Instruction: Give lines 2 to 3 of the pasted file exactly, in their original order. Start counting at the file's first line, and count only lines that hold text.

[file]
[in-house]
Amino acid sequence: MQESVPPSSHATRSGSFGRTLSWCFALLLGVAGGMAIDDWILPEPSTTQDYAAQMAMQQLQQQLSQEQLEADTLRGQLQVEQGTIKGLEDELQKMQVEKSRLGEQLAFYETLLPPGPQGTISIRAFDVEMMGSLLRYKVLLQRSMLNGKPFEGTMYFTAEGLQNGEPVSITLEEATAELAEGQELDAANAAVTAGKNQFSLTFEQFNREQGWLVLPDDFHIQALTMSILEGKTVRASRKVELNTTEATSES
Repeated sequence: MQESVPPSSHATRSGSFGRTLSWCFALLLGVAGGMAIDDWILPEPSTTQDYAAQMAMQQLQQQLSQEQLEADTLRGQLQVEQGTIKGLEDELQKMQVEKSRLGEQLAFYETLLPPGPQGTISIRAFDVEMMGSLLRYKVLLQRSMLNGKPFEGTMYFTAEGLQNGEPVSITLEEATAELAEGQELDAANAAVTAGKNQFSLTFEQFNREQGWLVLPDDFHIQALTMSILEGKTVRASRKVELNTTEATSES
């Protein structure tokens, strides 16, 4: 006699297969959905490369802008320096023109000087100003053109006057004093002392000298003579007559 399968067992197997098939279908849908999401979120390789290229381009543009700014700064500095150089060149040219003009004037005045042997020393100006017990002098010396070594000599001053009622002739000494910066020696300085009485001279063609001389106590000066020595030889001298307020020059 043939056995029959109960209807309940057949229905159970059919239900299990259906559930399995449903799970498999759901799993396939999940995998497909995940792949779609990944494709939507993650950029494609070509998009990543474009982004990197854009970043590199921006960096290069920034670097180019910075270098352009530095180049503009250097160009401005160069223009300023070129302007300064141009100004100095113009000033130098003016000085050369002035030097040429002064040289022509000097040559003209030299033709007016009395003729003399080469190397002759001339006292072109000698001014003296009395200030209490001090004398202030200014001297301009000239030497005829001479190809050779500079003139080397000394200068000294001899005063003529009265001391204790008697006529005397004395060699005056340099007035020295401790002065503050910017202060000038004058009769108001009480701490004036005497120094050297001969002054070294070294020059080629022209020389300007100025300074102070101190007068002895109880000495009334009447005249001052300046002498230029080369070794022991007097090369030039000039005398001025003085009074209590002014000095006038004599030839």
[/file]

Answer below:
Amino acid sequence: MQESVPPSSHATRSGSFGRTLSWCFALLLGVAGGMAIDDWILPEPSTTQDYAAQMAMQQLQQQLSQEQLEADTLRGQLQVEQGTIKGLEDELQKMQVEKSRLGEQLAFYETLLPPGPQGTISIRAFDVEMMGSLLRYKVLLQRSMLNGKPFEGTMYFTAEGLQNGEPVSITLEEATAELAEGQELDAANAAVTAGKNQFSLTFEQFNREQGWLVLPDDFHIQALTMSILEGKTVRASRKVELNTTEATSES
Repeated sequence: MQESVPPSSHATRSGSFGRTLSWCFALLLGVAGGMAIDDWILPEPSTTQDYAAQMAMQQLQQQLSQEQLEADTLRGQLQVEQGTIKGLEDELQKMQVEKSRLGEQLAFYETLLPPGPQGTISIRAFDVEMMGSLLRYKVLLQRSMLNGKPFEGTMYFTAEGLQNGEPVSITLEEATAELAEGQELDAANAAVTAGKNQFSLTFEQFNREQGWLVLPDDFHIQALTMSILEGKTVRASRKVELNTTEATSES